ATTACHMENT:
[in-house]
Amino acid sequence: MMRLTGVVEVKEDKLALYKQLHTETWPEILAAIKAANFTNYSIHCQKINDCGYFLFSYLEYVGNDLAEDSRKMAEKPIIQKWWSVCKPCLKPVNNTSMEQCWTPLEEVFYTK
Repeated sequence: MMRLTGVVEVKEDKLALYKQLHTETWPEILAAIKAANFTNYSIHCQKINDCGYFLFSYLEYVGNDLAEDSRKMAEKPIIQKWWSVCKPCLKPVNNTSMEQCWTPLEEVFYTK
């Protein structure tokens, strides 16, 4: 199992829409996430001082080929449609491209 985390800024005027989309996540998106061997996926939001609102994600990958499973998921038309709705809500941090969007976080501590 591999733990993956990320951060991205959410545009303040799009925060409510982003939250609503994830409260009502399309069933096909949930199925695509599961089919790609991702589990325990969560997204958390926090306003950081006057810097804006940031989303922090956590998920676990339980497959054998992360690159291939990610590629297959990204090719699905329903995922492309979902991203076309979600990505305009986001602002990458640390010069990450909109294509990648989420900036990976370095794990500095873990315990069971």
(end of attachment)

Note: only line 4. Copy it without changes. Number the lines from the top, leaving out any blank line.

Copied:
């Protein structure tokens, strides 16, 4: 199992829409996430001082080929449609491209 985390800024005027989309996540998106061997996926939001609102994600990958499973998921038309709705809500941090969007976080501590 591999733990993956990320951060991205959410545009303040799009925060409510982003939250609503994830409260009502399309069933096909949930199925695509599961089919790609991702589990325990969560997204958390926090306003950081006057810097804006940031989303922090956590998920676990339980497959054998992360690159291939990610590629297959990204090719699905329903995922492309979902991203076309979600990505305009986001602002990458640390010069990450909109294509990648989420900036990976370095794990500095873990315990069971």